“Some people couldn’t do as many turns or jump as high,” he said. “But technique-wise, everything was just so clean. They would just focus on every tiny detail.”

The Prix de Lausanne felt different from other competitions to him. His classmates at Patel were like family, but with a consistent competitive edge. In eight days, he bonded with teens his age, clapping and cheering for each contestant with sincerity. “They were so good that you were happy for everyone,” Tanner said. “I was really expecting something so different. All we could think was that there was not one kid here who doesn’t deserve it.”

Before the Prix, Tanner was offered a full scholarship from the Zurich Ballet for four years, which included college courses. By the end of the eight-day trip, he had scholarship offers from the San Francisco Ballet, the Stuttgart Ballet and the Hamburg Ballet.

His selection won’t be easy, but for now he’s just focusing on his passion. “I just love to be able to perform on stage,” he said. “The second I went on stage, I saw lights and thought, ‘This is fun. This is where I am.’ “

© 2014  Tampa Bay Times

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Tanner Bleck, Next Generation Ballet, Patel Conservatory

Dream, Reach, Discover, Create
The Blog of the Patel Conservatory
January 25, 2014

[Tampa, Florida, USA] – Congratulations to Next Generation Ballet (NGB) New Artists Tanner Bleck and Olivia Gusti, who will compete in the world’s most prestigious dance competition, the Prix de Lausanne.

Approximately 60 dancers are selected from hundreds of entries worldwide.

Gusti and Bleck were two of only 10 from the United States to be accepted into the competition, which will be Jan. 26 through Feb. 1, 2014 in Lausanne, Switzerland. Bleck, 15, is one of only three American males accepted into the Prix de Lausanne.

The six-day event offers dancers scholarships to world renowned ballet schools.

Bleck moved to Tampa from Kentucky last year to train with NGB. He started ballet at age seven at Bluegrass Youth Ballet in Lexington, KY, and continued at Bluegrass School for the Creative and Performing Arts. Tanner has received scholarships and attended summer intensive programs at the Boston Ballet, Pittsburgh Ballet Theater, Jose Carreño Dance Festival and Next Generation Ballet. He recently placed second in the Classical Senior Men category and in the top 12 in the Contemporary Senior Men at the Youth America Grand Prix semi-finals in Tampa.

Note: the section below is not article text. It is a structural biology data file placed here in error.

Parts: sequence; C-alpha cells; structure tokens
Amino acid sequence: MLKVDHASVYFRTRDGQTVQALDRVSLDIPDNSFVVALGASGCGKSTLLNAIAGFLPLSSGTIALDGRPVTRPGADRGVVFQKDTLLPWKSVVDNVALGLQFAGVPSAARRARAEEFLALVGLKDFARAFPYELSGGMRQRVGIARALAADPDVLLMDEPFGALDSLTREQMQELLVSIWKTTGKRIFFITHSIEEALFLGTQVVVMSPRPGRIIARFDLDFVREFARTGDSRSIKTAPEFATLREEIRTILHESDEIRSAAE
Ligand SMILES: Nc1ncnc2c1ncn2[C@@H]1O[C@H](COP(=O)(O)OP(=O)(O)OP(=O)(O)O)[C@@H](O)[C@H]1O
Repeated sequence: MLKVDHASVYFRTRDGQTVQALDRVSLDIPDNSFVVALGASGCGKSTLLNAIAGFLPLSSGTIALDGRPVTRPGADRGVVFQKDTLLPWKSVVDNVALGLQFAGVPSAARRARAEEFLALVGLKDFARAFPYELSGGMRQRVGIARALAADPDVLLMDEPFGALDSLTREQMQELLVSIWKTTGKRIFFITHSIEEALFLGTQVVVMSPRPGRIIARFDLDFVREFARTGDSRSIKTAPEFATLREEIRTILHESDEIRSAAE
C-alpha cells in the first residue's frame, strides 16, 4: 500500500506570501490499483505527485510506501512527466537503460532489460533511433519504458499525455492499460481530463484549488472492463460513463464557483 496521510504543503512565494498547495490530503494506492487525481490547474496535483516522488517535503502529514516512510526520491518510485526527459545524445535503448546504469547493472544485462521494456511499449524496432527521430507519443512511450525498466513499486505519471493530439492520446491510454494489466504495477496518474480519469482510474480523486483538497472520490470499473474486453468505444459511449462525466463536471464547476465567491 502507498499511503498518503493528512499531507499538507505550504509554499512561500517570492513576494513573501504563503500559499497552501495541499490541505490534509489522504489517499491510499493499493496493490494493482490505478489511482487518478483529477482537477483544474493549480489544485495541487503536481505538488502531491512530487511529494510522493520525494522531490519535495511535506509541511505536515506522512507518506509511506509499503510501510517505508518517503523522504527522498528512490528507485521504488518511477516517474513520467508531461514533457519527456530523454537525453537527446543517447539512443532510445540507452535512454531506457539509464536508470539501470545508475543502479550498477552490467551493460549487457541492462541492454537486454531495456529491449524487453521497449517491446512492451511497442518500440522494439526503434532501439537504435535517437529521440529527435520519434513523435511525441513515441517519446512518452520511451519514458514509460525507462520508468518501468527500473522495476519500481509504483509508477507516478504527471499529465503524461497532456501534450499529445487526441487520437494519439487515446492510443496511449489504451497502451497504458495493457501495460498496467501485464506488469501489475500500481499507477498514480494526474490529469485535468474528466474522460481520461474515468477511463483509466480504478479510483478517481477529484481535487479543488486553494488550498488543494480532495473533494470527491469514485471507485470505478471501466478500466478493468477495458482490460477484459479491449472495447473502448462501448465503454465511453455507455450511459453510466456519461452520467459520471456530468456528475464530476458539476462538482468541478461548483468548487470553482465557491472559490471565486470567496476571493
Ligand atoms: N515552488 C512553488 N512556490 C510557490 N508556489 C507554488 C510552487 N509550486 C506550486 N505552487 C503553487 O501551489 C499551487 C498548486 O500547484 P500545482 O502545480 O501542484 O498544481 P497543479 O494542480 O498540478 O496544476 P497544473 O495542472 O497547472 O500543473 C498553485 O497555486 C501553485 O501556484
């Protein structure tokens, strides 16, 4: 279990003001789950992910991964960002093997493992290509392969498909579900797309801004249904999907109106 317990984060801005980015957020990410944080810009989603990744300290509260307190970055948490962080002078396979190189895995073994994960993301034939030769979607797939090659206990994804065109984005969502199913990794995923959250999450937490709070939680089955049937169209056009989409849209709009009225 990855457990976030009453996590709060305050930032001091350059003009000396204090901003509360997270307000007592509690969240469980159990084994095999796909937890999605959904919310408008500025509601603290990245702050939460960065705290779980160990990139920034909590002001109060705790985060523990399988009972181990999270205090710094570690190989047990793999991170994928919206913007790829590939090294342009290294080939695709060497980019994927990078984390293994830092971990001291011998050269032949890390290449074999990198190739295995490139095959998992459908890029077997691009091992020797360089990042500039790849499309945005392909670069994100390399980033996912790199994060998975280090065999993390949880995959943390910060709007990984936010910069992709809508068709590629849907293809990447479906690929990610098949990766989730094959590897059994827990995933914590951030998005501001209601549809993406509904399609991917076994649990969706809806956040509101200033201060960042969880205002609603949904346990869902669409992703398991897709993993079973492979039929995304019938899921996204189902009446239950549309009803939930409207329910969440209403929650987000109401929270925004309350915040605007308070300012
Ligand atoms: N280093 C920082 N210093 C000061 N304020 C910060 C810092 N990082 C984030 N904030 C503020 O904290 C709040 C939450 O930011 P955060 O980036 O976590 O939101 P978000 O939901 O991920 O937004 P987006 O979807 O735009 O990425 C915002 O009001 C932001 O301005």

St. Petersburg native Gusti, 15, has been with the Patel Conservatory’s dance program for several years. She began dancing at age 6 with Ballet Pensacola before moving to the Tampa area and training at Florida West Ballet under the instruction of Povel Fomin. With NGB, she’s danced feature roles including Godmother in Cinderella and Dew Drop in The Nutcracker. She has also performed with the Moscow Ballet in St. Petersburg. Most recently, she won the Grand Prix award at the YAGP semi-finals in Tampa.

Former NGB dancers Hannah Bettes and William Dugan are now training abroad through opportunities at the Prix de Lausanne.

Best of luck to Bleck and Gusti as they embark on their journey!

By Megan Hussey
Tampa Bay Times
February 15, 2013

William Dugan, 16, will study at the Hamburg School of Ballet in Hamburg, Germany 2013[Tampa Bay, Florida, USA] – If Lori Dugan noticed anything about her little son William, it was his great love for movement. “He was always dancing around my living room,” the New Port Richey mother recalled with a smile. “He danced a lot and did crazy movements.”

Just a few weeks ago Lori watched her son, now 16, move around a different stage. William Dugan, a student of the Patel Conservatory in Tampa and member of the conservatory’s Next Generation Ballet preprofessional ballet company, was selected to compete in the world-renowned Prix de Lausanne dance competition in Lausanne, Switzerland, which took place Jan. 27 through Feb. 3.

Of nearly 300 young dancers ages 15-18 from around the world who auditioned for this competition, William was one of 84 candidates chosen to compete and one of only 10 selected from the United States.

“It was a week of classes where I danced before a panel jury of internationally known ballet dancers,” he said. “Then we performed solos before the jury.”